There are a lot of factors to consider when trying to make the most out of the simulation experience. Fortunately, we have a community of users who have fine-tuned their approach over the years.
Watch John Parnell, Professor of Strategic Management at the University of North Alabama, share his tips for success based on 7+ years of teaching with Capsim.
John covers everything from setting expectations and forming teams to student workflows and instructor aid.
Hi, my name is John Parnell. I'm a professor of strategic management at the University of North Alabama. I've been using Capstone for eons now and I've learned a lot about some of the ways to make it a valuable learning experience and the ways that help students approach it the way they should think about Capstone and get the most out of the exercise. So, I'd like to take a few minutes to talk about some of the things that I found to be successful in the way that I execute the simulation.
I take a carrot and stick approach. I do, at times, perhaps threaten students about what they need to do to make sure they take the simulation seriously but also emphasize it can be a lot of fun. In fact, it's one of the things that students mention frequently that they remember from the class. They forget all of my brilliant lectures, but they do remember Capstone and how they ended up and who had what market share and so forth. So, if you take it seriously, it can be a really great learning experience.
But I try to focus a lot on the team environment that they have. One of the things I do is I permit the students to work alone if they choose to. Now, I teach primarily online classes, so that makes it a little bit of a different scenario, but sometimes you'll have students in unusual situations. Maybe they have a different time zone. I currently have an ER doctor who says, "I don't know when I'll be on call. I just need to work alone." So, I give them that option. I also give them the option to work with others if they want to propose a team. That gives them some buy-in on the front end instead of just assigning a team. Now, most students are okay with having a team assigned; that's fine. If they choose that, that's okay. But just for those who'd rather not or would like to make that proposal, allow them to do that.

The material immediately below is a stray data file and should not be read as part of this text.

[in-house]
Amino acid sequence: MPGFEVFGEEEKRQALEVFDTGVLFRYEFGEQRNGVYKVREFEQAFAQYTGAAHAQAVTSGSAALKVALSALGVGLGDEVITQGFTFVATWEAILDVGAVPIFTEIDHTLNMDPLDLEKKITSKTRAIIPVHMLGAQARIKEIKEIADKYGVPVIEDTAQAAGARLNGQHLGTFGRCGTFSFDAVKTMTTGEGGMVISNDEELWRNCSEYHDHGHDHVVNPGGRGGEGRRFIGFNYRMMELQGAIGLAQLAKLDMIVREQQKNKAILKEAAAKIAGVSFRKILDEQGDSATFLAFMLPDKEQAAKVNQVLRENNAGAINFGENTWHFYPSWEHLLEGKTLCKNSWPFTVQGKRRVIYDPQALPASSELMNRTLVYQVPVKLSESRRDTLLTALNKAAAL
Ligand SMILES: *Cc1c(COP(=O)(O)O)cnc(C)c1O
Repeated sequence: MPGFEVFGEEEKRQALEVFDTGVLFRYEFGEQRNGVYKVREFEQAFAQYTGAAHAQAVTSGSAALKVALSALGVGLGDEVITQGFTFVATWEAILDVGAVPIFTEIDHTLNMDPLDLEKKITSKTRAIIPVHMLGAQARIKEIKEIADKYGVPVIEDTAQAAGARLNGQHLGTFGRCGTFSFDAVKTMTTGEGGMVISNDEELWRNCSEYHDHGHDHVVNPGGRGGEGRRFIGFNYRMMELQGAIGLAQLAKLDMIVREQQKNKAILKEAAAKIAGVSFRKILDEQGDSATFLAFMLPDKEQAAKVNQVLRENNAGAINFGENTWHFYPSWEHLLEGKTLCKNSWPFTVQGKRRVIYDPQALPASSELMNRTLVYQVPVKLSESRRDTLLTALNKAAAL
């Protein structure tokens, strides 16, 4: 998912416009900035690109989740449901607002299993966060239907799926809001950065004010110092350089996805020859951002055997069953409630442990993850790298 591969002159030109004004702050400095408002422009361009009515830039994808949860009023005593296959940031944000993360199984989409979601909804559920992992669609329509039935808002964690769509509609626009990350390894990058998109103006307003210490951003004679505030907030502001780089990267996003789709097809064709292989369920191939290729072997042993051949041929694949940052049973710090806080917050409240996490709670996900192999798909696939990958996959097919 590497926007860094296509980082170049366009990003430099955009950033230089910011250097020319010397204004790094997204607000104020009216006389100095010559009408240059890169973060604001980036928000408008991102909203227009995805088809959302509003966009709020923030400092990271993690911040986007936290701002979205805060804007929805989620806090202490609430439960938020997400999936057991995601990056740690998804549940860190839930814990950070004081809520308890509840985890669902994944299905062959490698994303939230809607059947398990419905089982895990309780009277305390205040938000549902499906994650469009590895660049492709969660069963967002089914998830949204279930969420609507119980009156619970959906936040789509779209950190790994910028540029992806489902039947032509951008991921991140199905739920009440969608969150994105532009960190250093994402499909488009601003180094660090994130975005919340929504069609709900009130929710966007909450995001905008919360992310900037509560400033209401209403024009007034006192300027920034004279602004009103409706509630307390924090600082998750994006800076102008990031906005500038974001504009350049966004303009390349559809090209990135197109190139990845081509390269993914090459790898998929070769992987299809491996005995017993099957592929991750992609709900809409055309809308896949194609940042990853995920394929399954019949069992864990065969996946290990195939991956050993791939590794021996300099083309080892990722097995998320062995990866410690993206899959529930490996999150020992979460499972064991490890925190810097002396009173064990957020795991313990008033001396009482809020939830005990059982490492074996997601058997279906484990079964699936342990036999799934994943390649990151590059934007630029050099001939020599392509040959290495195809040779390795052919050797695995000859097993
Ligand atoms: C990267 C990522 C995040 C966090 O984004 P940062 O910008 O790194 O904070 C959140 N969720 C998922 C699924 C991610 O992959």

I find the value in Capstone as being the cross-functional integration. You know that you have to line everything up. You might do your R&D well but if it's not lined up with your marketing or production or your finance, then the business just falls apart. For that reason, it's good to have students focus initially on one area of the business, but then they need to come together and work together as a cohesive unit to make those decisions. You can't just have one student upload the marketing and another upload the R&D; that just doesn't work. At the end, you have to have everyone come together, and I emphasize that early because a lot of students are used to that divide and conquer approach that really doesn't work well in a lot of other classes but it definitely doesn't work well here. So, you can do some work independently but you need to come together and make the end of those decisions and everyone needs to own those as a group.
I also emphasize checkpoints along the way. So, during the first couple of rounds of the game, if a team is not doing well, I will reach out to that team, say, "Hey, I can see you've got this whopping emergency loan or something seems to be not going well. Reach out, let's get this resolved early." Those of you who have used the game for a while know that if you really don't do well in the first couple of rounds, the recovery process can be very difficult. So, I try to do that for the first two rounds to make sure that they are involved. And I do tell them that after round five, I will not be providing assistance for the game and they won't get that assistance from our teaching assistant either. They'll have to reach out directly to Capsim. The reason why is, once you get to round six, seven, and eight, if you're still asking questions about positioning your products or what have you, it's usually too late. There are some ways certainly to turn around or improve your performance going forward, but often you have teams that just kind of fall off the wagon. So, I try to emphasize early on that, "Hey, there is no last-minute sort of revival in terms of getting your team back on order."
I will say overall, Capstone is a really valuable part of the class and students enjoy it. When they prepare and take it seriously, they can have a lot of fun, and it works out well for them. So, I would just encourage everyone to think through the whole notion of teams and how you organize teams, what your policies will be, and how you put that together, and reinforce that teamwork along the way. It will make the experience a lot better for everyone in your course.